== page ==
China is rolling out a few pilot reforms and one in Wenzhou, a hotspot for illegal lending, is going to allow informal lending institutions to register as private lenders or become rural banks.
Problems with China’s massive 14 – 15 trillion yuan shadow banking sector have been brought to the forefront by the death sentence meted out to 28-year old Wu Ying.
Policies aimed at curbing speculation and preventing a property bubble are widely blamed for a severe credit crunch and a resurgence in underground lending.
Societe Generale analyst Wei Yao says the thriving shadow banking sector shows a desperate need for funds among small and medium enterprises (SMEs), or that many are involved in unproductive, speculative activity.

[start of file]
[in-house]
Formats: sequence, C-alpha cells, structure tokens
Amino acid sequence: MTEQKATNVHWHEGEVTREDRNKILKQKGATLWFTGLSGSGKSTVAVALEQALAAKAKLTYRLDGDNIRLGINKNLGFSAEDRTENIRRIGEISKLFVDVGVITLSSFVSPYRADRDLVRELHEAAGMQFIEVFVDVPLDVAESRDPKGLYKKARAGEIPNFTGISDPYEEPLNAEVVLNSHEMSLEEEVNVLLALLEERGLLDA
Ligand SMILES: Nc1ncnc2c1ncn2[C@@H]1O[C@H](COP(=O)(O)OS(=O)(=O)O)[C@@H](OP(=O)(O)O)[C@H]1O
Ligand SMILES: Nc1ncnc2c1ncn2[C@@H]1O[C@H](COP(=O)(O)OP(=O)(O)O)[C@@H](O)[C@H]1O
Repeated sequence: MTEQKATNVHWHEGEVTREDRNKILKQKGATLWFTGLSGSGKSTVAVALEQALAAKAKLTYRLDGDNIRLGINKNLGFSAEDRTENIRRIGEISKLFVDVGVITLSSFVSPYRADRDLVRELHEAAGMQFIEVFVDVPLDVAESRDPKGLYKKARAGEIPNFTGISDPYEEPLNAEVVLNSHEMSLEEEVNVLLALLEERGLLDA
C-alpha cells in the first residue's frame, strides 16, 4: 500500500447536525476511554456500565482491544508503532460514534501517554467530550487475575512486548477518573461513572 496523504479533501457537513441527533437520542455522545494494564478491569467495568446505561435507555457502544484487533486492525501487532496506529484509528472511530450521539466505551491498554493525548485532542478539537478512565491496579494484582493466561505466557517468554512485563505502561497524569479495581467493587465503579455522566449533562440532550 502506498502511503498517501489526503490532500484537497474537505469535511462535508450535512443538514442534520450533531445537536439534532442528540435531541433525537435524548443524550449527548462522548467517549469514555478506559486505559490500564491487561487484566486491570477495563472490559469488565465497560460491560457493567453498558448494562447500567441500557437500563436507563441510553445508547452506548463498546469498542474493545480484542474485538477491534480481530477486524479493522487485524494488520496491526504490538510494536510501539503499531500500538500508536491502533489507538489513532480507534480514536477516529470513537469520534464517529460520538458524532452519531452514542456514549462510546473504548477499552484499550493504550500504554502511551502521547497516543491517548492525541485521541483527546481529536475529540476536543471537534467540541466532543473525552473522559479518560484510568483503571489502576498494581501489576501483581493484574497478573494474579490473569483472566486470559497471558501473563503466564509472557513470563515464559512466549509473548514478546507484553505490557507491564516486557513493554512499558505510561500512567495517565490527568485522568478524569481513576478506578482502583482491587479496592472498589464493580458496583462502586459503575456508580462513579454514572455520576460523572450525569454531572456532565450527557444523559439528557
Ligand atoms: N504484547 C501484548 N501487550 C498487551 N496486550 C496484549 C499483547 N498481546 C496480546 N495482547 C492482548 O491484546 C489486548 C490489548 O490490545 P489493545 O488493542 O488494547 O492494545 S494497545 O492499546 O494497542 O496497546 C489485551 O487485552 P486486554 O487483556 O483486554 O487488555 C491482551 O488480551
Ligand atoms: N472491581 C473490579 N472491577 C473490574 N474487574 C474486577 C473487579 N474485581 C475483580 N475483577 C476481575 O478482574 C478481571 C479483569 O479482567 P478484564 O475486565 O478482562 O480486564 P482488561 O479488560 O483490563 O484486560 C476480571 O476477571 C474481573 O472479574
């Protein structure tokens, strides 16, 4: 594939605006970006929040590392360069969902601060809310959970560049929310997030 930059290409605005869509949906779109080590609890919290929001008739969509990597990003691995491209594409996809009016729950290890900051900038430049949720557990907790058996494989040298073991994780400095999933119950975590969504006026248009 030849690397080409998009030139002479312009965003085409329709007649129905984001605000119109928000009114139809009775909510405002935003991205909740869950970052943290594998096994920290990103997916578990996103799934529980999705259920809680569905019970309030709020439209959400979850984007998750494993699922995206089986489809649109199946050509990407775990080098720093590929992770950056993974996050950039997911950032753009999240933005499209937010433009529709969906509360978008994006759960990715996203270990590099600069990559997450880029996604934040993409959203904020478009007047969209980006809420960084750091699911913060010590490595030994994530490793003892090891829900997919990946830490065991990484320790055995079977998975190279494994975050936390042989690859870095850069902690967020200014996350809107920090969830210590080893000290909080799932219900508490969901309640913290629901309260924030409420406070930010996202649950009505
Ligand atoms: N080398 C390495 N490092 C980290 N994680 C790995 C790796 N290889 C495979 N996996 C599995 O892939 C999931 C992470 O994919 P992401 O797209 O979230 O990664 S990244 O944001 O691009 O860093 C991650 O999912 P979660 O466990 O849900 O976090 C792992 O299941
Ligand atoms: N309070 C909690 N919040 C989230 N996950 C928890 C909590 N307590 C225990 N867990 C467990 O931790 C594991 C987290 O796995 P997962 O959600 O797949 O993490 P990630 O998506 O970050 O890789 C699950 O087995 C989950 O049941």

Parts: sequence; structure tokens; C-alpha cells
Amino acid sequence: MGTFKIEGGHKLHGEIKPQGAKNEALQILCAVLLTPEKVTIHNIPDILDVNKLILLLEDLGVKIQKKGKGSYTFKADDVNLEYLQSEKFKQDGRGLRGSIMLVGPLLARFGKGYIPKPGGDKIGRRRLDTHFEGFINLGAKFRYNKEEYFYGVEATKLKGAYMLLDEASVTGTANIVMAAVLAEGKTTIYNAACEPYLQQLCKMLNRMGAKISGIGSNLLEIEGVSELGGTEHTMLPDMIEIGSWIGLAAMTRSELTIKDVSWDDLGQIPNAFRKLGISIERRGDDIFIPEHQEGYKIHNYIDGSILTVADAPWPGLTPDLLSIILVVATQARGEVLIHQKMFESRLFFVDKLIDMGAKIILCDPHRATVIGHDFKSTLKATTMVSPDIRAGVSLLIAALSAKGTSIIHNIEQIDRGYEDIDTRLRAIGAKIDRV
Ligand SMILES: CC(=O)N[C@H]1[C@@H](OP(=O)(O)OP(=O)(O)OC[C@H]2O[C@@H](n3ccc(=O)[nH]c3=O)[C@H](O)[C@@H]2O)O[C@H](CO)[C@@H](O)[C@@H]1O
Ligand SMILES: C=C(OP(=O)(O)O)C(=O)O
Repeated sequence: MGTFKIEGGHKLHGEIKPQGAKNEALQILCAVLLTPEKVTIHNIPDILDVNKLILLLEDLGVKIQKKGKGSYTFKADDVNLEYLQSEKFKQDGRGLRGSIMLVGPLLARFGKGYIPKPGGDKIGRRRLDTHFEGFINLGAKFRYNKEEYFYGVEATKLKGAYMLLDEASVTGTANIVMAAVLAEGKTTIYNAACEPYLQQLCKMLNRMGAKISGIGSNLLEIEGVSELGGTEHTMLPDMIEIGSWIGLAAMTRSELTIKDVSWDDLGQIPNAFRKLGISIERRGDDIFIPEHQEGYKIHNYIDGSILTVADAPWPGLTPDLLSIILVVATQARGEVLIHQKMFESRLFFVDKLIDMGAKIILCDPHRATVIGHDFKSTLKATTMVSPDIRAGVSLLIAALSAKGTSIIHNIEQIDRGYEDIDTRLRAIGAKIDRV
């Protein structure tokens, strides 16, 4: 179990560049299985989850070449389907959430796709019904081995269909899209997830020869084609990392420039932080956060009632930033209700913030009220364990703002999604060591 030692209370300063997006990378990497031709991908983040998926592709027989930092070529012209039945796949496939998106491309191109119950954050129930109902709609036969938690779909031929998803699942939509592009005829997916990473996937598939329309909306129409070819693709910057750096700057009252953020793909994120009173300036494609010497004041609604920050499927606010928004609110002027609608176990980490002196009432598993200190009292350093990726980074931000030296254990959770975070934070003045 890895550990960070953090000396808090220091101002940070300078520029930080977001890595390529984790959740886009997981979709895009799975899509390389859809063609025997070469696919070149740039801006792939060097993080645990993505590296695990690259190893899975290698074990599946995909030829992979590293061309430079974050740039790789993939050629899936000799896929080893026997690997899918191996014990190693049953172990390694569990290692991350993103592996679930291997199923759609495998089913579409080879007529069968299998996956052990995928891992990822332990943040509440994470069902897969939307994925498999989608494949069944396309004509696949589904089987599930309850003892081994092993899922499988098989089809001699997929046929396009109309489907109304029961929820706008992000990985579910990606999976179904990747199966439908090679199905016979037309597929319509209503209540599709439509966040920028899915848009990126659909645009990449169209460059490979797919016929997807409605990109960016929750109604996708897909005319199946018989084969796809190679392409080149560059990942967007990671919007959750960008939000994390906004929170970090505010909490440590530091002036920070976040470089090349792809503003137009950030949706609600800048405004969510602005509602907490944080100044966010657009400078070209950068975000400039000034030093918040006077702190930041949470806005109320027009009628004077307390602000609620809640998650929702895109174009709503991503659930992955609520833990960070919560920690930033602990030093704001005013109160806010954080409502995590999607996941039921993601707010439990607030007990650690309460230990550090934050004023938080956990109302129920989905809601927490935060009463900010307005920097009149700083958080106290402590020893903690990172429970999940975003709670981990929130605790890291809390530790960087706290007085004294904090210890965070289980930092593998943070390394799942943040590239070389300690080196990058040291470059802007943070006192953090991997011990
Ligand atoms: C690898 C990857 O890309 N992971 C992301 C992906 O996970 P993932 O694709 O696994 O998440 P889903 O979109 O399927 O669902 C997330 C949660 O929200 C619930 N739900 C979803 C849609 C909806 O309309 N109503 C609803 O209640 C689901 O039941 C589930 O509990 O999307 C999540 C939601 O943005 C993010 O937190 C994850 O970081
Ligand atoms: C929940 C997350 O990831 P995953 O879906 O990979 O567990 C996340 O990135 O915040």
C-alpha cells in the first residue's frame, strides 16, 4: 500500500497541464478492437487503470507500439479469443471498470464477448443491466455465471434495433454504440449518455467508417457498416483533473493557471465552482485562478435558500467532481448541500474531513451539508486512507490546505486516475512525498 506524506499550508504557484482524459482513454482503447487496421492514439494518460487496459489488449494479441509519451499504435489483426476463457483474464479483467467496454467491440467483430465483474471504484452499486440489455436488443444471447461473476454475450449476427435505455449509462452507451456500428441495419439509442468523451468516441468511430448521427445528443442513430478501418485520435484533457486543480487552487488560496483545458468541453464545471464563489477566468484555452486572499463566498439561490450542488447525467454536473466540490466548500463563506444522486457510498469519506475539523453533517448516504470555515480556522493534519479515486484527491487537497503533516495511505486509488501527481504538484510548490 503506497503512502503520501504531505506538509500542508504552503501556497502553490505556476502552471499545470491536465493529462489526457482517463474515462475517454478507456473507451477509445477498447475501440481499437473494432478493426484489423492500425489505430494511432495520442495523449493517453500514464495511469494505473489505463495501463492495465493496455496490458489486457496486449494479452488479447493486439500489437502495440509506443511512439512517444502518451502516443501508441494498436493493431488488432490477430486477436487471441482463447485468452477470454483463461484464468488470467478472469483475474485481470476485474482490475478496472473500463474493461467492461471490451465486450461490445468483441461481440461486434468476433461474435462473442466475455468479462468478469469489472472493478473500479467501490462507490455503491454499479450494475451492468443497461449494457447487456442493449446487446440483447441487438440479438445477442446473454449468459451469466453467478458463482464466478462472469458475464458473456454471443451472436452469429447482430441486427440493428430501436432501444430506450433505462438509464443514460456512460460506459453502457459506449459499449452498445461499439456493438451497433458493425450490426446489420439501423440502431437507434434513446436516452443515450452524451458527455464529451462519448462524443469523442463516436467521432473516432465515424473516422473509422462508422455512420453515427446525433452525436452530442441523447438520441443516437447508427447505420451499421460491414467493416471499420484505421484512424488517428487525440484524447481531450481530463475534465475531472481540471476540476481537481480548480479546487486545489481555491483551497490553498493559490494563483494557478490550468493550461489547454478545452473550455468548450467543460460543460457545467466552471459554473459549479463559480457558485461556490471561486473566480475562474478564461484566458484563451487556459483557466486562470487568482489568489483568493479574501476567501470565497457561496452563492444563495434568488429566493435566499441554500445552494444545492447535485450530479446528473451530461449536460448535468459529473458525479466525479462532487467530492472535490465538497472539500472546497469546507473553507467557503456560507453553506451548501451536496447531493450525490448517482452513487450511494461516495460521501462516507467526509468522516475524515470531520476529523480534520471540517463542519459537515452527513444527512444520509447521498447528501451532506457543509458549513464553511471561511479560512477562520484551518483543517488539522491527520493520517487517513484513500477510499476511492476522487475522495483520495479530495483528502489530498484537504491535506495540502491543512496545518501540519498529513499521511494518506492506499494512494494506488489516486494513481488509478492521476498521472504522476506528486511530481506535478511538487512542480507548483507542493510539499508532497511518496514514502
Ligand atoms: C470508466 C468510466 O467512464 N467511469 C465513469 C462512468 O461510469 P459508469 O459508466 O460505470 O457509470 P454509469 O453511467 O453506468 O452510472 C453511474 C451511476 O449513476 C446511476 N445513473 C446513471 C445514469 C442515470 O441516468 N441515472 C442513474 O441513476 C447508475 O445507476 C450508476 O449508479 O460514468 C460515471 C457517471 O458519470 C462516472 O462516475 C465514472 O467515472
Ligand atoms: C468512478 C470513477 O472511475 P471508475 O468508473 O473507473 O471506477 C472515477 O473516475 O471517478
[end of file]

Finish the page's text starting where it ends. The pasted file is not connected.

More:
If successful, legalizing informal lending could break what many see as the monopoly of state banks in China and meet the funding needs for SMEs. If rolled out nationally, it would significantly increase sources of lending for SMEs and help spur on economic growth.
But the success of this reform depends largely on the willingness of these banks to register with the state. While the move would grant them access to a wider ranger of customers and allow recourse in cases where borrowers default on their loans, they would likely have to cede to interest rates far lower than the 20 – 180 percent they were used to.